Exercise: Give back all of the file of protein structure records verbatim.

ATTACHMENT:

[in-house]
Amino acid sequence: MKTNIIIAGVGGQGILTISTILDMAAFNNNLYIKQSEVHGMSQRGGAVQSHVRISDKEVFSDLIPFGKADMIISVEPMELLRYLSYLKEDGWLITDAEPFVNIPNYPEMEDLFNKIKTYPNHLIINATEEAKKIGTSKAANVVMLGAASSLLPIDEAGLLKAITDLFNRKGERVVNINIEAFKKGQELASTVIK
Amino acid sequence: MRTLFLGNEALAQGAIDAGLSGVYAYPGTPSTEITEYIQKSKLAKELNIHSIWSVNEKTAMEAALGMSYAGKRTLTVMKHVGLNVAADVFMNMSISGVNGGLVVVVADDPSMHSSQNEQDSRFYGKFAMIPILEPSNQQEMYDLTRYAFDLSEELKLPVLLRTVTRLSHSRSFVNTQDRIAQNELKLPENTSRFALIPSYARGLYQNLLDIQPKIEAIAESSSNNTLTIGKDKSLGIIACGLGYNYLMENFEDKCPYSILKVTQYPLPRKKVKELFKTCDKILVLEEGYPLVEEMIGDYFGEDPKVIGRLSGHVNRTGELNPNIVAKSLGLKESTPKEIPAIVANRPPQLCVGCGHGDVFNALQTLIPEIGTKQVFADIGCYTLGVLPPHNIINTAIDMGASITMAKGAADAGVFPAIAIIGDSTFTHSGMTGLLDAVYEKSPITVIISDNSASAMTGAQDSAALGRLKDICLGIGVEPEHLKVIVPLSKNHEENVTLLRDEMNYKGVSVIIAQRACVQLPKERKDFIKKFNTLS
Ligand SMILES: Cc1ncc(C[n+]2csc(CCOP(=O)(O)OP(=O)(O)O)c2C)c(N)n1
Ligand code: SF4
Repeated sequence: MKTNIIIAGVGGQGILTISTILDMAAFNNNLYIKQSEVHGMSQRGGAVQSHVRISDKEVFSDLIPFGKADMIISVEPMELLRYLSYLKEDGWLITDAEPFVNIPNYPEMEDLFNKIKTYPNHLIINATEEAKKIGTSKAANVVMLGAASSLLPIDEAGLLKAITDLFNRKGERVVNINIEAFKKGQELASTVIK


[in-house]
Amino acid sequence: MKTNIIIAGVGGQGILTISTILDMAAFNNNLYIKQSEVHGMSQRGGAVQSHVRISDKEVFSDLIPFGKADMIISVEPMELLRYLSYLKEDGWLITDAEPFVNIPNYPEMEDLFNKIKTYPNHLIINATEEAKKIGTSKAANVVMLGAASSLLPIDEAGLLKAITDLFNRKGERVVNINIEAFKKGQELASTVIK
Amino acid sequence: MRTLFLGNEALAQGAIDAGLSGVYAYPGTPSTEITEYIQKSKLAKELNIHSIWSVNEKTAMEAALGMSYAGKRTLTVMKHVGLNVAADVFMNMSISGVNGGLVVVVADDPSMHSSQNEQDSRFYGKFAMIPILEPSNQQEMYDLTRYAFDLSEELKLPVLLRTVTRLSHSRSFVNTQDRIAQNELKLPENTSRFALIPSYARGLYQNLLDIQPKIEAIAESSSNNTLTIGKDKSLGIIACGLGYNYLMENFEDKCPYSILKVTQYPLPRKKVKELFKTCDKILVLEEGYPLVEEMIGDYFGEDPKVIGRLSGHVNRTGELNPNIVAKSLGLKESTPKEIPAIVANRPPQLCVGCGHGDVFNALQTLIPEIGTKQVFADIGCYTLGVLPPHNIINTAIDMGASITMAKGAADAGVFPAIAIIGDSTFTHSGMTGLLDAVYEKSPITVIISDNSASAMTGAQDSAALGRLKDICLGIGVEPEHLKVIVPLSKNHEENVTLLRDEMNYKGVSVIIAQRACVQLPKERKDFIKKFNTLS
Ligand SMILES: Cc1ncc(C[n+]2csc(CCOP(=O)(O)OP(=O)(O)O)c2C)c(N)n1
Ligand code: SF4
Repeated sequence: MKTNIIIAGVGGQGILTISTILDMAAFNNNLYIKQSEVHGMSQRGGAVQSHVRISDKEVFSDLIPFGKADMIISVEPMELLRYLSYLKEDGWLITDAEPFVNIPNYPEMEDLFNKIKTYPNHLIINATEEAKKIGTSKAANVVMLGAASSLLPIDEAGLLKAITDLFNRKGERVVNINIEAFKKGQELASTVIK